To prevent accidental unlocking of the sleeve 58 due to reverse differential pressure, for example a rise in annulus pressure relative to internal pressure, check valves 65 (one shown) extend through the shoulder 60, allowing fluid to bleed from the chamber between the sleeve 58 and the body portion 34 b and into the valve, thus relieving any excess reverse pressure. A schematic of a check valve 65 is shown in FIG. 4c of the drawings. Accordingly, if, for example, during installation or retrieval of the completion, fluid is being circulated down through the completion and up the surrounding annulus, there may be circumstances in which the annulus pressure (P1) rises above the internal pressure (P3). In this situation, fluid from the annulus may bleed through the port 61 and into the spring chamber 67, undergoing a pressure drop to a lower pressure (P2) in the process. This reduces the pressure differential across the shoulder 60. However, if sufficient, the remaining pressure differential between the chamber 67 and the interior of the completion may then lift the check valve ball 69 off its seat 71, against the action of a spring 73, allowing the fluid to bleed from the chamber 67 and into the completion. Thus, an operator may employ relatively high circulation rates, safe in the knowledge that a higher pressure in the annulus will not result in premature shearing of the pins 62, and premature release of the sleeves 58, 46, 47. The number and configuration of check valves 65 may be selected as appropriate to the completion configuration and anticipated operating conditions.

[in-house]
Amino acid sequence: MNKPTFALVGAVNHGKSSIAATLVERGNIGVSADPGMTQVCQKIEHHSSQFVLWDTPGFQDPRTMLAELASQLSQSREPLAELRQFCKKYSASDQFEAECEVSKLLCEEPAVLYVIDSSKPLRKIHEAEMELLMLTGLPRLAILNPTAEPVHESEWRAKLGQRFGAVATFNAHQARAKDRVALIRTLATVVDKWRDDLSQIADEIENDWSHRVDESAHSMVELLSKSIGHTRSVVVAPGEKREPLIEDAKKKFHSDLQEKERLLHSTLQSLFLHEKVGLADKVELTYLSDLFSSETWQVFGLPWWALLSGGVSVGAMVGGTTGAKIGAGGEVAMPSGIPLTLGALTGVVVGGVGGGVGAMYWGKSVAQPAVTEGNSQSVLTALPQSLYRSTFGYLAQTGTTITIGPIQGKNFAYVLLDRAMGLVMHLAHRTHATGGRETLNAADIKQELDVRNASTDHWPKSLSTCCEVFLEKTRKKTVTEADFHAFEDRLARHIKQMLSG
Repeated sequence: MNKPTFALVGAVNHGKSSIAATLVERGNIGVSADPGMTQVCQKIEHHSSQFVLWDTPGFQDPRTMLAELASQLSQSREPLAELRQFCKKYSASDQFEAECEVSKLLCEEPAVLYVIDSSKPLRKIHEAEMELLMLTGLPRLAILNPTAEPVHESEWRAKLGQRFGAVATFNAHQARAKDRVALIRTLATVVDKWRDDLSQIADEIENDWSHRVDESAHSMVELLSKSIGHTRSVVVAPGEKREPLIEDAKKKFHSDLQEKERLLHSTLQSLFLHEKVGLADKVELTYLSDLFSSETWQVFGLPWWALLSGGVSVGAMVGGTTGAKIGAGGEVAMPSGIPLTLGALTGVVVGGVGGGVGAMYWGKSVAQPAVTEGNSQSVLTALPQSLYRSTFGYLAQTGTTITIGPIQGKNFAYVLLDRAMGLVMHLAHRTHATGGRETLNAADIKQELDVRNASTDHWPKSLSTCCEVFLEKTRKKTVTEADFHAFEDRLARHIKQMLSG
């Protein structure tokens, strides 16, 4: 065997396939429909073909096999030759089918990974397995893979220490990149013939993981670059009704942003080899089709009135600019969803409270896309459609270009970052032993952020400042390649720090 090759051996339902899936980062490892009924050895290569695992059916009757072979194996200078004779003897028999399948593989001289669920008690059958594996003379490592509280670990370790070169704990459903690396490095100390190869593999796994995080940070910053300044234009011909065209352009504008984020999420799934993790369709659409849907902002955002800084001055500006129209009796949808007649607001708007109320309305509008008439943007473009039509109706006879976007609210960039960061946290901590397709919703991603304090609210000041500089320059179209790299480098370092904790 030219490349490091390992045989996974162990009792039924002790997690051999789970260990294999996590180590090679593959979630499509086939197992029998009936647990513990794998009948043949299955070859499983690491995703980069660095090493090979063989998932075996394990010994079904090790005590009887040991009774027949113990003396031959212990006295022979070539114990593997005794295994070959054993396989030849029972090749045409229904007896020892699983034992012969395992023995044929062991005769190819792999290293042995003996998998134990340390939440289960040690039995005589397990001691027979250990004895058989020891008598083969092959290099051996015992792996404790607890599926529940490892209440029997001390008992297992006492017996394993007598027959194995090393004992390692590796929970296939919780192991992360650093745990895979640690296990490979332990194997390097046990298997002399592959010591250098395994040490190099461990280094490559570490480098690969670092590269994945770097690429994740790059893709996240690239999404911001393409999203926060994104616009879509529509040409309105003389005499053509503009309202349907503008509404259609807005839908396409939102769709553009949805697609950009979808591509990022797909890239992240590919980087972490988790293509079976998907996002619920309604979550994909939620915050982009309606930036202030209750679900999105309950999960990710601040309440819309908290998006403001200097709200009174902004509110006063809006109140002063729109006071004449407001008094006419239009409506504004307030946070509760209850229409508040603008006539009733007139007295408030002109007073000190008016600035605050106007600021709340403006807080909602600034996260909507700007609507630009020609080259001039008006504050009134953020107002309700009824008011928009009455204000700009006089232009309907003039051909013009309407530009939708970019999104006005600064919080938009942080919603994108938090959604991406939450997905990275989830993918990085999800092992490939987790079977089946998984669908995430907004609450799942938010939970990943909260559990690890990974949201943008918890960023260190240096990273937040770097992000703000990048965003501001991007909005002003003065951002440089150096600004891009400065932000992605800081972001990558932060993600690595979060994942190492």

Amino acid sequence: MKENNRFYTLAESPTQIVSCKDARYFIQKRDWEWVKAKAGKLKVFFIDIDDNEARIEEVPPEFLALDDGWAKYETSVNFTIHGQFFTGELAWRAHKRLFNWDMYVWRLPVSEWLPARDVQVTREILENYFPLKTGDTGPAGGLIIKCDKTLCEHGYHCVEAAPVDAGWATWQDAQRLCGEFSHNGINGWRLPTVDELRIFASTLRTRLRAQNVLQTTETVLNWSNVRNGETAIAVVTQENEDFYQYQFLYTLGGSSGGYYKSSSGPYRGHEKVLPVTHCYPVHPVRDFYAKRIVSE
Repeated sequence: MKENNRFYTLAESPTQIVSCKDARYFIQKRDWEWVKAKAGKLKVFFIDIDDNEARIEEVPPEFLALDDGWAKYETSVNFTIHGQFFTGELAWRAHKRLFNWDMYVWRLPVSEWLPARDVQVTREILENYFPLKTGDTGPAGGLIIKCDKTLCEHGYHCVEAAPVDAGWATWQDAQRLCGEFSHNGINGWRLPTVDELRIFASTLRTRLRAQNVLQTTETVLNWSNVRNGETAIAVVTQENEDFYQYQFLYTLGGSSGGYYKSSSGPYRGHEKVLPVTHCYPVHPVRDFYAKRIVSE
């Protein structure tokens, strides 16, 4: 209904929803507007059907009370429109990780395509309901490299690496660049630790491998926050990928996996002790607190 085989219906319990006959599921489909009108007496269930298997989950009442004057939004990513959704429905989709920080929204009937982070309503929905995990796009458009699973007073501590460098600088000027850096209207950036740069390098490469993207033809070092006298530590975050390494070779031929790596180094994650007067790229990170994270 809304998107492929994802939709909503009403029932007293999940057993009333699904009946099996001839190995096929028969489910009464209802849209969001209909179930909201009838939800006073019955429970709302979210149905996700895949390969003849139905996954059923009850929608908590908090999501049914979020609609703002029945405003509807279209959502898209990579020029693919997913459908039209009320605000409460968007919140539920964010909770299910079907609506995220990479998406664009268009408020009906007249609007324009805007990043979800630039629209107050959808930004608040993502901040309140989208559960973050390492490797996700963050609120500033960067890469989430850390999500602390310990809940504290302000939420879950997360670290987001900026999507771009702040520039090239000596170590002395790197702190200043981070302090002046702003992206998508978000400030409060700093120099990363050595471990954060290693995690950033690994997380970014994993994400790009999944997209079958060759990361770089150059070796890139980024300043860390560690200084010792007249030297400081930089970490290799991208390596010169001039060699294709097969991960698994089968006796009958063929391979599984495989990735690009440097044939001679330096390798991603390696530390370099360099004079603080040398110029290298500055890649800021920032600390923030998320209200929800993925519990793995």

An upper end of the sleeve 58 extends externally of the lower end of the primary valve sleeve 46, and abuts the lower end of the shuttle sleeve 47.